The country’s largest craft brewery, Boston Beer Company, last week reported fourth quarter depletions growth of 20 percent and net revenue of $205.4 million, an increase of $52.4 million over the same period last year.
The company’s full-year depletions grew 23 percent while production volumes increased 25 percent, to about 3.4 million barrels.
In addition to the continued growth of the company’s flagship offering, Samuel Adams Boston Lager, CEO Martin Roper credited much of Boston Beer’s strong performance in 2013 to the success of its Twisted Tea and Angry Orchard brands.
But despite the impressive shipment growth and fourth quarter revenue gains of 34 percent, Q4 earnings increased just 6.4 percent, to $1.33 per share. Some analysts had been expecting higher earnings of about $1.51 per share.
Roper blamed the discrepancy on supply chain challenges.
“Over the past year, our supply chain struggled under the unexpected increased demand and we experienced higher operations and freight costs as we reacted,” he said during a call. “While our growth continues to challenge us operationally, we improved our service levels to our distributors during the fourth quarter and decreased our product shortages. In preparation for 2014, we have significantly increased our packaging and shipping capabilities and our tank capacity at our breweries to address the opportunity and meet these challenges.”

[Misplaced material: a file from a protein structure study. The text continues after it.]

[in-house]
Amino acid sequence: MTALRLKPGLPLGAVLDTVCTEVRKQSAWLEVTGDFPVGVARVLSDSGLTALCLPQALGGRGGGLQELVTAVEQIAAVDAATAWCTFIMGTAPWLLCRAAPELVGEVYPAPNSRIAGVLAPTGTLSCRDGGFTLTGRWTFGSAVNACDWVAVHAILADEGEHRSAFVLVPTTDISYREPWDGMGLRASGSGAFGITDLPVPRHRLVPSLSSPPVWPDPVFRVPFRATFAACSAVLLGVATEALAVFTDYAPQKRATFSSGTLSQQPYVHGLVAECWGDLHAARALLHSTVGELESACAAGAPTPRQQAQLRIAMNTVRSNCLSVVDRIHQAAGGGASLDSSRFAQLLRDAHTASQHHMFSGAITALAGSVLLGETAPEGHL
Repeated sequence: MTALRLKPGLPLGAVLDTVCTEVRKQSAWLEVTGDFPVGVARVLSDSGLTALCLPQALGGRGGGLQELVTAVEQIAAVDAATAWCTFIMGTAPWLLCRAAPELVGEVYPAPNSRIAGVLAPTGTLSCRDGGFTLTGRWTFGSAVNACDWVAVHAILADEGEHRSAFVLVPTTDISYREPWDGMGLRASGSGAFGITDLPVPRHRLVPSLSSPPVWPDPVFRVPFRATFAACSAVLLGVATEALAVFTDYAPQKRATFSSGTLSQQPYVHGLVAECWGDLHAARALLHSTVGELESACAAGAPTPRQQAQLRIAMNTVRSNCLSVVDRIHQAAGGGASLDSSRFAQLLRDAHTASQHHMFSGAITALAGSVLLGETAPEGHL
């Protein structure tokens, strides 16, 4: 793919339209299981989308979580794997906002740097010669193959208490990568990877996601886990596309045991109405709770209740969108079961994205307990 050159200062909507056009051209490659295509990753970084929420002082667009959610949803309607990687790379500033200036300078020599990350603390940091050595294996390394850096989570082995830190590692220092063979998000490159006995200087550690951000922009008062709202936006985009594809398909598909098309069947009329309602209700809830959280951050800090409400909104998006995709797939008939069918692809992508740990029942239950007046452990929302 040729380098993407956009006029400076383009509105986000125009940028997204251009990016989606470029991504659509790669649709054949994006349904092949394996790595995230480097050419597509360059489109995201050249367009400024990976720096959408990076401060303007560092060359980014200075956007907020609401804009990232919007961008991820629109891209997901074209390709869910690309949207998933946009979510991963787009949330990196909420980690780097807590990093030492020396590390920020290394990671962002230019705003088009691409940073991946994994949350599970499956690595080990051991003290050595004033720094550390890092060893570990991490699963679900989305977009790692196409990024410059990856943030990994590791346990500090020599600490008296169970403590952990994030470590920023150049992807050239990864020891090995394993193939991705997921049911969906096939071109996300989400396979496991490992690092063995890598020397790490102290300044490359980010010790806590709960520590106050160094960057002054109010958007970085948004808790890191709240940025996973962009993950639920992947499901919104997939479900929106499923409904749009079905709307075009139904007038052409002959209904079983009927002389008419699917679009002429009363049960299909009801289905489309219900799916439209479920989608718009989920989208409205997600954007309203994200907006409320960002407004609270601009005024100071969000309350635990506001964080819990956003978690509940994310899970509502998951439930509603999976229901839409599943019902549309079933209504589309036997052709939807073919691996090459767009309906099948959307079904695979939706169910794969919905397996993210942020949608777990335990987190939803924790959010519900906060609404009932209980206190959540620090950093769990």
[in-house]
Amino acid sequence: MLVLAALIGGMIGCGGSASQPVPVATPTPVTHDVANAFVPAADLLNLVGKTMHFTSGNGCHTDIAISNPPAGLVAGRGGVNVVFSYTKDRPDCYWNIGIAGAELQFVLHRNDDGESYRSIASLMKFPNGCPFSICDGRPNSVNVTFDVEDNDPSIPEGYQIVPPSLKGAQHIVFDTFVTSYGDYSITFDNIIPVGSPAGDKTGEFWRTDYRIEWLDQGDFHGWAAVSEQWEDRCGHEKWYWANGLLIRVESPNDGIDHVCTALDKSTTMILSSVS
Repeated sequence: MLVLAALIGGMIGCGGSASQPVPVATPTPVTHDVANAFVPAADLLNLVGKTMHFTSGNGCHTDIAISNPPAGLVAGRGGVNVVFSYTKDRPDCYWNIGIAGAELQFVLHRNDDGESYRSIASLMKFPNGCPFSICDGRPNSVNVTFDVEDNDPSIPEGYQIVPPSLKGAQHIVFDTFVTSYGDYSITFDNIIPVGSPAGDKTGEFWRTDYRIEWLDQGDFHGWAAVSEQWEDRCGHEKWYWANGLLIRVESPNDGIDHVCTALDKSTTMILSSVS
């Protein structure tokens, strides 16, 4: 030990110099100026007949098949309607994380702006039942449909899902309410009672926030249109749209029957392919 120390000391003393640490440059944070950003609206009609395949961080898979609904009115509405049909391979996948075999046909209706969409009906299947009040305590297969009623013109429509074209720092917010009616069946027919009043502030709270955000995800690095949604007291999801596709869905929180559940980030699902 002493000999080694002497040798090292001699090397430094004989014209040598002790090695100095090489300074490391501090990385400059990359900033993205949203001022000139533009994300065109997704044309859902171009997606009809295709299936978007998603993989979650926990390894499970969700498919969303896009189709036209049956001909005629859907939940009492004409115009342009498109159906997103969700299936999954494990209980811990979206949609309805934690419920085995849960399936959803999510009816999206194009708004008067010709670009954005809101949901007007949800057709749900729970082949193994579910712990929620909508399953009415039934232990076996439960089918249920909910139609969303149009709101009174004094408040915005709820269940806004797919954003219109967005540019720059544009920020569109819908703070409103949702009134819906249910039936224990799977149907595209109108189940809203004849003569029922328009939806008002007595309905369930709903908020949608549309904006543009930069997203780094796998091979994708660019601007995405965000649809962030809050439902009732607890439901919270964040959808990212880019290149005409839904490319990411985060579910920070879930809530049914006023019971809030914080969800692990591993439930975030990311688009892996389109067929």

Boston Beer’s full-year earnings of $5.18 per share met the company’s earnings guidance of between $5.05 and $5.35, which it had issued during the third quarter.
In 2014, the company is projecting full-year depletions and shipments growth between 16 and 20 percent and national price increases of approximately 2 percent — to offset increases in ingredients, packaging and freight costs, the company said.
Through the first seven weeks of the year, Boston Beer estimated that depletions were up 35 percent from the comparable period in 2013. Roper attributed the growth to the rollout of its Samuel Adams Cold Snap spring seasonal and the introduction of its new year-round offering, Rebel IPA. But that kind of breakneck pace probably won’t last, said Roper.
“There is a fair amount of pipeline fill going on that again would cause us to be a little reluctant to project those numbers out on a full term,” he said. “We’re just sort of waiting and expect the numbers to settle down a little bit once that pipeline fill has sorted itself out.”
The pipeline fill is no doubt a reflection of initial retailer and consumer interest in Rebel IPA, but the increased volume doesn’t necessarily mean Boston Beer’s earnings will improve. In fact, because of the high cost to produce the hop-forward offering, margins could actually suffer, said Roper.
“From a margin perspective it’s probably not as exciting as we would like, but obviously we need to go where the drinker is going and the drinker seems to be interested in more unique or different flavors than perhaps five years ago,” he said.
Following the craft consumer also means investing behind its craft incubator, Alchemy & Science. The company plans to spend between $7 and $9 million behind various A&S projects in 2014, Roper said.
Additional details can be found in Boston Beer’s press release highlighting fourth quarter results.